In addition to taking on the Annapurna Circuit trek, I’d come to Pokhara to meet two Nepali pals of a friend of mine from back in SF, Allison. Allison came to Nepal in 2002, met Narayan and Kaladhar (aka ‘Kala’) and they became dear friends who’ve kept in regular touch since then. About a month before arriving in Nepal, I started emailing with these two and felt like I already had friends when I got to Pokhara, where they both live. Just as Allison had promised, they turned out to be amazing guys. They bent over backwards (figuratively, although I’d love to see them try the gymnastics move) to make me feel welcome, showing me around town, inviting me over to their homes to have dinner with families, exlaining local life (the good and bad as I would learn more about) and customs, putting me up and taking care of me in their hotels and doing anything and everything they could imagine to help me along the way. I don’t think I’ve ever experienced hospitality like that before. Ever. As they explained, I was a friend of their ‘sister’ Allison and they were grateful to meet me. That reference sister reference seemed a little funny when I first heard it, but after nearly two weeks hanging with these guys, I now consider them brothers. I definitely owe them one when they make it to the US of A.
Fast forward a few days and now I’m the one sitting on top of a bus sprinting down the highway. not sure how it happened but now I’m hooked. It’s my preferred mode of transport. Okay, so these busses are quite a bit bigger and built to haul tons of gear on top. Where many locals, and now I, brace themselves against luggage racks, holding on for dear life in exchange for incredible views and fresh air.
I hopped off in a little nothing town called Besisahar and took my first steps up the trail, the first real ‘trek’ I’ve ever been on, and one that heads into some of the most beautiful alpine scenery in the world, the Annapurna range of the Himalaya mountains. Over the next 15 days, I hiked some 150 miles (estimates vary – some as high as 180), from a low point of ~2,500′ to a high of ~17,800′. In the process, I lost a few pounds, made a few friends (well, a lot), spent a lot of time by myself (both good and bad – as it turns out, I’m a social animal!) and did some solid soul searching. I’ll explain more later but suffice it to say that all of this travel and hiking has left me with one realization. I am an incredibly lucky person. I have an awesome family that I now miss more than at any time in the 6 years I lived ‘just’ 3,000 miles away in San Francisco (not to say I didn’t miss them then..). I have more wonderful friends than any man should enjoy, I live in one of (if not the) greatest countries in the world where I (and the rest of us) have more opportunity than most of the rest of the world – just waiting at my fingertips. I enjoy a quality of life and creature comforts that most of that ‘rest of the world’ will never know (some of which I now feel oddly guilty about), and have had a lot of good in my life that, until now, I’ve taken for granted. Funny that I’m writing this entry just two days before Thanksgiving – one that, sadly, I’ll probably spend with Nepali people that have never heard of the holiday, but one that I’ll celebrate in my own little way with these new realizations. If nothing else, I hope my ramblings make you think a bit harder about what you’re thankful for as you sit around the table with friends and family this Thursday. You’re some lucky mother f’rs just to be sitting there! Sorry for the language. But I mean it. It’s taken traveling halfway around the world for me to realize it but most of what I need to be happy in my life is sitting back there in the US. I wouldn’t have known all of it had I stayed home. Funny how life works some times.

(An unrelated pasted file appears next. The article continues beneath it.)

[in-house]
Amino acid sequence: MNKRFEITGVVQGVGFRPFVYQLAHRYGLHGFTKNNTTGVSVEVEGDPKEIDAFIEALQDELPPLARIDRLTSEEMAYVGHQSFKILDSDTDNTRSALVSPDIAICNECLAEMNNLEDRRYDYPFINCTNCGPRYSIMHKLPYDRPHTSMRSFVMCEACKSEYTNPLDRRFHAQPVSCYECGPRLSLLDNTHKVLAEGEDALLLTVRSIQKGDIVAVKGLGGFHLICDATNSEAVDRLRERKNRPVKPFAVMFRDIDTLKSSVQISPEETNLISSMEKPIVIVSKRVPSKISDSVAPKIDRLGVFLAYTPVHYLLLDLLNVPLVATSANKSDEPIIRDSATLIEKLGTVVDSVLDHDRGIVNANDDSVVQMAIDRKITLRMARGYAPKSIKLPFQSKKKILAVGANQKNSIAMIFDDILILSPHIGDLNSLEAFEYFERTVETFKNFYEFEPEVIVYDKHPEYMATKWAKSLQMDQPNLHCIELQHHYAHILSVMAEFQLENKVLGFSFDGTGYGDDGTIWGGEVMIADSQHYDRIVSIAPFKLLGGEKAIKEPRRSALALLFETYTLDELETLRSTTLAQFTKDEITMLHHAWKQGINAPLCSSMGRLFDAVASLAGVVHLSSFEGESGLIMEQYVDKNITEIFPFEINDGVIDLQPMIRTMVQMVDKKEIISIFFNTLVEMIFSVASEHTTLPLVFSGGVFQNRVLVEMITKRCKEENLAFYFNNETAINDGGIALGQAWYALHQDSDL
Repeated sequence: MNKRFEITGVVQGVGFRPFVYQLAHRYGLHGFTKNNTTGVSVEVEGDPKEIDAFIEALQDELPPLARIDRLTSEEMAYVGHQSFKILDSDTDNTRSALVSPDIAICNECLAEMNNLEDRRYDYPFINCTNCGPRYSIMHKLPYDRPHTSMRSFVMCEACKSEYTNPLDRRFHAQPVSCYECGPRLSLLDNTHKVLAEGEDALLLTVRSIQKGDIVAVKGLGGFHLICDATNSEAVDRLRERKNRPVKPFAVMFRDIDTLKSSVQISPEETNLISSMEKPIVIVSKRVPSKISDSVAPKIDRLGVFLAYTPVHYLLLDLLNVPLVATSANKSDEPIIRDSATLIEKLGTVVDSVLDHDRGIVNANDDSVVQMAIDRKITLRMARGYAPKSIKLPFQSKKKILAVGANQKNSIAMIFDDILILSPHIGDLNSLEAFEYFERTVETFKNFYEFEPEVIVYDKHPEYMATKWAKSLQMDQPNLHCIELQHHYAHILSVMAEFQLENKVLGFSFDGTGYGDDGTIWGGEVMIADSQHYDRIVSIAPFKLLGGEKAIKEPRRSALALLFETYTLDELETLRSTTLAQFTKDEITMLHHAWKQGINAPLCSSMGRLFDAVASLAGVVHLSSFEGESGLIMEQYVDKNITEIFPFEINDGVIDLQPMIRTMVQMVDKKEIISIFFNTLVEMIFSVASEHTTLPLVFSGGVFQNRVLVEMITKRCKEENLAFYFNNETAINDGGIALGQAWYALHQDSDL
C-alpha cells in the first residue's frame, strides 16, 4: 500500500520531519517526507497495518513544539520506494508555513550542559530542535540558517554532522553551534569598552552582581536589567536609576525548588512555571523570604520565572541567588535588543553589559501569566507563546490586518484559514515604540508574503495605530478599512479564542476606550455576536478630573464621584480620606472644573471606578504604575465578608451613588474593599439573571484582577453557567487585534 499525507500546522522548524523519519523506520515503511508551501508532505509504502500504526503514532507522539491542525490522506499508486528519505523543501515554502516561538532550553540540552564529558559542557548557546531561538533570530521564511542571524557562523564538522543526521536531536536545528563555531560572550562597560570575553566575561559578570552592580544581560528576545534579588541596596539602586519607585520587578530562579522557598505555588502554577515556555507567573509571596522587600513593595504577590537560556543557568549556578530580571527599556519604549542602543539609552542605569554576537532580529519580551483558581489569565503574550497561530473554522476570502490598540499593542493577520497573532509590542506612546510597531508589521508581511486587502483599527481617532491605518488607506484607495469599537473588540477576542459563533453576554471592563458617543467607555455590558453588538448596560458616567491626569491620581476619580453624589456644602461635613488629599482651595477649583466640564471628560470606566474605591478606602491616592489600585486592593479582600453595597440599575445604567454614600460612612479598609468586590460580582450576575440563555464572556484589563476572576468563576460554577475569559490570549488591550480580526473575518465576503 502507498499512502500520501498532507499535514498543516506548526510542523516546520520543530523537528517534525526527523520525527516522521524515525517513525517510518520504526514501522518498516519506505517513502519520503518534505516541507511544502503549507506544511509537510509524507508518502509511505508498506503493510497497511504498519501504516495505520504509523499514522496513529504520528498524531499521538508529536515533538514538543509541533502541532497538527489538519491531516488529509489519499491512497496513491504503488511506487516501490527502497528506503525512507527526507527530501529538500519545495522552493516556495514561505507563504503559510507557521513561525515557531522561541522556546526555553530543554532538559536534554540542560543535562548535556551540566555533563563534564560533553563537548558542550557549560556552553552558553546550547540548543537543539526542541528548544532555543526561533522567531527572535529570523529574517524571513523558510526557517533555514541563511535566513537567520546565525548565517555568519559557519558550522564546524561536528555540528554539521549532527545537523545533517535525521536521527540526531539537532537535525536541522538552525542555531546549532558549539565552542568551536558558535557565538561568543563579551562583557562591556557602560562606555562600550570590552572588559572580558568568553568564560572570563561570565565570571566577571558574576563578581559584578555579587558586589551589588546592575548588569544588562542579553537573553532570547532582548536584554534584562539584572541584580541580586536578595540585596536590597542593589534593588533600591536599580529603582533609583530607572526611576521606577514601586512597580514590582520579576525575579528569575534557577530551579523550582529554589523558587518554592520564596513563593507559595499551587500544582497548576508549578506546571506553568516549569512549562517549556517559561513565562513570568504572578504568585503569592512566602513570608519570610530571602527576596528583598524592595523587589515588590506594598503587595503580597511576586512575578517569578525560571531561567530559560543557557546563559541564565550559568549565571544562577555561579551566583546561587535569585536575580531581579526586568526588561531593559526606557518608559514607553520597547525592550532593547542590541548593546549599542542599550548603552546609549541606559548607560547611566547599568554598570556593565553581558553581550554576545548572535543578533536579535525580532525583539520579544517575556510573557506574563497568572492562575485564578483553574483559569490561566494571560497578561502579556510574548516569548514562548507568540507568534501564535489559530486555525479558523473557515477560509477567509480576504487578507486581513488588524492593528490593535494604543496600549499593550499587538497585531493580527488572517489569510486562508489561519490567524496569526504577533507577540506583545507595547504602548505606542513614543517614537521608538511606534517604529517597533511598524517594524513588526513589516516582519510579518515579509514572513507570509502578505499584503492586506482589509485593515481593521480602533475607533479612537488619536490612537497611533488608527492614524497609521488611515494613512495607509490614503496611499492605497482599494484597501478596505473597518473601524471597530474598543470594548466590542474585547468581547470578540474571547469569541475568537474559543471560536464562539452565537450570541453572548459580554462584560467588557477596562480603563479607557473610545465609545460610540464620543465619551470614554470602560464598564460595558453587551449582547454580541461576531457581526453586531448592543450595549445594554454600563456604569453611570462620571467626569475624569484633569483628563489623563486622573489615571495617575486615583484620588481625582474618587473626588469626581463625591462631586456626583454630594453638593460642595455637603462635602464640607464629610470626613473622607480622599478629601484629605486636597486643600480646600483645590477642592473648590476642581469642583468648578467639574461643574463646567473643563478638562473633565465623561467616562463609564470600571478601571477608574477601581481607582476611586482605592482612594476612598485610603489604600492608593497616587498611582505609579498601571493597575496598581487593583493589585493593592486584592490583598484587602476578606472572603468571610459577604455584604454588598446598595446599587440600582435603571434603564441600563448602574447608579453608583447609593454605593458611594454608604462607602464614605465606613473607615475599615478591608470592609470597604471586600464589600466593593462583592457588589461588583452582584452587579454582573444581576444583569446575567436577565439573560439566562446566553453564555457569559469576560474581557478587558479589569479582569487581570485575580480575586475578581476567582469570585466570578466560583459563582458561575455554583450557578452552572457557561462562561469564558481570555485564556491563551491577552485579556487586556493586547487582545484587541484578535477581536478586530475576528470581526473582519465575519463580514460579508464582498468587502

Anyway, as if that weren’t enough time inside my head, I’m heading out again for a bit more trekking tomorrow. This time for a 23 day jaunt to and fro Mt. Everest Base Camp (and surrounding passes – comin’ in at just over 18,000′) in the Khumbu region of Nepal. I’ll be outta touch for a while but thinking of you all. And eagerly awaiting a reunion with each of you. Not sure when that’ll be, but I’ll have plenty mo’ stories and photos then.
Love you all. Happy Thanksgiving.
P.S. For those of you enjoying the photos, I’ve had a bit of a tragedy (in my little world that is) in that dept. I learned a valuable tech lesson when I accidentally compressed over 200 photos from the trek, all of which are now low res (read: shitty quality, grainy etc). These were my pride and joy but are unrestorable :(. But in keeping with the Thanksgiving thing, I’m thankful I didn’t lose them entirely and will now try to take a bunch more to share. All in stunning high definition. Muwahahah!!! Good night.